Special efforts were made to education and combating illiteracy. The state nationalized minority' schools, yet at the same time, it substantially increased their number; in the early 1950s, Turkish schools exceeded 1000.

In the 1940s and 1950s, the Communist Party, imitating the policy of the Communist International, actively encouraged the Macedonian identity. It decreed that the 1946 and 1956 censuses should include Macedonians, even if it was necessary to use violence. In carrying out the decisions of the closed Tenth Plenum of the Central Committee of the Bulgarian Workers Party (Communists), a policy was pursued of making forced entries in the statistical data for some 200 000 persons, residing mainly in South-western Bulgaria.

The State stimulated the printed media and culture of minorities by financing their publications and cultural institutions. In April 1951, the Central Committee of the Bulgarian Communist Party (BCP) adopted a special decision on improving the overall conditions of the Turkish minority. Consequently, special quotas and scholarships were introduced to admit Turks to many educational institutions.
Although the totalitarian regime's policy towards ethnic minorities allowed some encouragement of their ethnic identity, though briefly, it was, from the very outset, outrightly repressive towards religious minorities. Only three religious denominations were officially recognised during that period, namely, the Bulgarian Orthodox Church, the Muslim and the Israelite religions. Their existence, however, was marginalized. Catholics and Protestants were reduced to symbolic existence after the frame-up trials in the late 1940s and early 1950s, when their spiritual leaders were summarily executed and imprisoned, leaving the two religious denominations without leaderships.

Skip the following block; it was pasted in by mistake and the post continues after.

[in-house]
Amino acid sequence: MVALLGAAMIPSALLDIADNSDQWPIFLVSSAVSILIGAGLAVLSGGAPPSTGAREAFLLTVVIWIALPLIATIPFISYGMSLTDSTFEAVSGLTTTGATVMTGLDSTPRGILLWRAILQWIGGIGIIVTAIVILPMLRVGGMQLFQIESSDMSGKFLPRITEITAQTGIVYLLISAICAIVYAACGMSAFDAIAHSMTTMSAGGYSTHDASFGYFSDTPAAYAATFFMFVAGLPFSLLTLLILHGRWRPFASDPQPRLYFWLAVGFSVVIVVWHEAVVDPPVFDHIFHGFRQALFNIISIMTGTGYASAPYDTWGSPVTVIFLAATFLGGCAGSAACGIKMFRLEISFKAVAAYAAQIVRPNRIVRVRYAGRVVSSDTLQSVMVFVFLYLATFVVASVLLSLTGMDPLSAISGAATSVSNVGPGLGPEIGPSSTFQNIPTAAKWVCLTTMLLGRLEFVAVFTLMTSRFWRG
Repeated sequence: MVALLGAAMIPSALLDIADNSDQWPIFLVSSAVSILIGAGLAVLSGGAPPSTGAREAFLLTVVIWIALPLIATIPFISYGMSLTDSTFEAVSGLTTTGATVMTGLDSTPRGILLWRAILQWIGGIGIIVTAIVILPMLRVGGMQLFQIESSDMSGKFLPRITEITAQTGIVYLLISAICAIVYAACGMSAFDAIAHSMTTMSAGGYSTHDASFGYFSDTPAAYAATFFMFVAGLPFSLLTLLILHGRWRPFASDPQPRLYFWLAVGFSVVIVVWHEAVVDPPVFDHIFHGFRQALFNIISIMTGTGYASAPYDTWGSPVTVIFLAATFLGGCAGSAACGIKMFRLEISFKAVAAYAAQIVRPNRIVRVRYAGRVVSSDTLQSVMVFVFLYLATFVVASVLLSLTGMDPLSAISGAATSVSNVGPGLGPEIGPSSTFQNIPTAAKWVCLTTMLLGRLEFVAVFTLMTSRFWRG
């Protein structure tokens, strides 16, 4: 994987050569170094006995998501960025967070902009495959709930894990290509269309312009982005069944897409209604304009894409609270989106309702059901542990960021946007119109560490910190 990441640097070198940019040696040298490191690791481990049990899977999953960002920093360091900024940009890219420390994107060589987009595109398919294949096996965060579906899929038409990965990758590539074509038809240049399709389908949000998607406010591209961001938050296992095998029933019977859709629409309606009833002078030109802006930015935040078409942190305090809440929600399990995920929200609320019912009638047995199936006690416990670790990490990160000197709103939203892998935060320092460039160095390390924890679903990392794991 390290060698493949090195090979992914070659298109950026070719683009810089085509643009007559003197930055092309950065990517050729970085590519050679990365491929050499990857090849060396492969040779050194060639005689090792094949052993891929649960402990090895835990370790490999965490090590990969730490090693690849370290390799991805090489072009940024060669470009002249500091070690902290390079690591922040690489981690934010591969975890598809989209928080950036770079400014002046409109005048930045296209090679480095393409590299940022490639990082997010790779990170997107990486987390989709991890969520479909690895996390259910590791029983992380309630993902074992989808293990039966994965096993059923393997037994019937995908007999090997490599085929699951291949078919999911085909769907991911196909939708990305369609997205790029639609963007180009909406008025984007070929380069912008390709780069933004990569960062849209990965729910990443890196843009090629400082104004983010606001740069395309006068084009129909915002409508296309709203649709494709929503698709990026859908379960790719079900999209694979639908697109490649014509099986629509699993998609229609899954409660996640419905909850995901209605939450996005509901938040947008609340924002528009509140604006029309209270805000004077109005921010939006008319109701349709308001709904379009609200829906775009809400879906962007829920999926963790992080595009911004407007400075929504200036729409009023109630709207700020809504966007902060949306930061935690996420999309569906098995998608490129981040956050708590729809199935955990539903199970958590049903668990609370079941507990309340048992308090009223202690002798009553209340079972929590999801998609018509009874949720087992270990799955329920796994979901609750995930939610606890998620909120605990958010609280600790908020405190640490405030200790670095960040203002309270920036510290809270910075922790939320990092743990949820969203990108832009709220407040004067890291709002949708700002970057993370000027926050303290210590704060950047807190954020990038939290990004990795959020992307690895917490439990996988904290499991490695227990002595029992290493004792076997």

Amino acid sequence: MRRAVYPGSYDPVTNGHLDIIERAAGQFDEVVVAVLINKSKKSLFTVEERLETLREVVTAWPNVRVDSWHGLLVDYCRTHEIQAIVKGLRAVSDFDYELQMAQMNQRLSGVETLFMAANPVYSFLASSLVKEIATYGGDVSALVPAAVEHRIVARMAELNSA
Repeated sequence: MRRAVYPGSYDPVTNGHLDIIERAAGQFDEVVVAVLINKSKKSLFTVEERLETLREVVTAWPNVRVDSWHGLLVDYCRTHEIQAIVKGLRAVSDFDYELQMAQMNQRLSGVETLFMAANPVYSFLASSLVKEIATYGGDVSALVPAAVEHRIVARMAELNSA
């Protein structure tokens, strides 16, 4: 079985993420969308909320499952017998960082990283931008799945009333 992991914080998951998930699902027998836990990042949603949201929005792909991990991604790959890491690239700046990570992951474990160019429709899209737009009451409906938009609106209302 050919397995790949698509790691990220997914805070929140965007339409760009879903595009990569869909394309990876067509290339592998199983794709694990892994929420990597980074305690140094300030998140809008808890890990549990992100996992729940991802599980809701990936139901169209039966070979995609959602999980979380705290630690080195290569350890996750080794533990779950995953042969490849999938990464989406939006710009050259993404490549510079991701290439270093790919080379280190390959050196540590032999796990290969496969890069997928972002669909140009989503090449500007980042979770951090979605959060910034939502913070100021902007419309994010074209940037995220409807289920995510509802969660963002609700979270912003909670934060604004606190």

Very soon, however, the policy of encouraging the ethnic identity of minorities during the totalitarian period, was radically changed. This occurred after 1956 with the coming to power of the new BCP leadership, headed by Todor Zhivkov, which ruled the country over the entire period until 1989. In 1958, the BCP Politburo took a decision to merge Turkish and Bulgarian schools. Gradually, regional publications in minority languages were closed down, and later on some of the central ones followed suit. These policies were intensified 1967, when Todor Zhivkov formulated his thesis of a homogenous Bulgarian socialist nation. In 1968, the department for national minorities with the BCP Central Committee was closed down, only to be followed, in 1969, by another Politburo decision signalling the imposition of large-scale limitations on Turkish culture.

Although it was officially stressed that emigration to Turkey was unthinkable, because Bulgarian Turks were `an inseparable part of the Bulgarian people', as of the mid-60s the Bulgarian state leadership entered into negotiations with the Turkish government, to conclude an emigration agreement, which was signed in 1968. About 130 000 people immigrated to Turkey over the period 1968 -1978.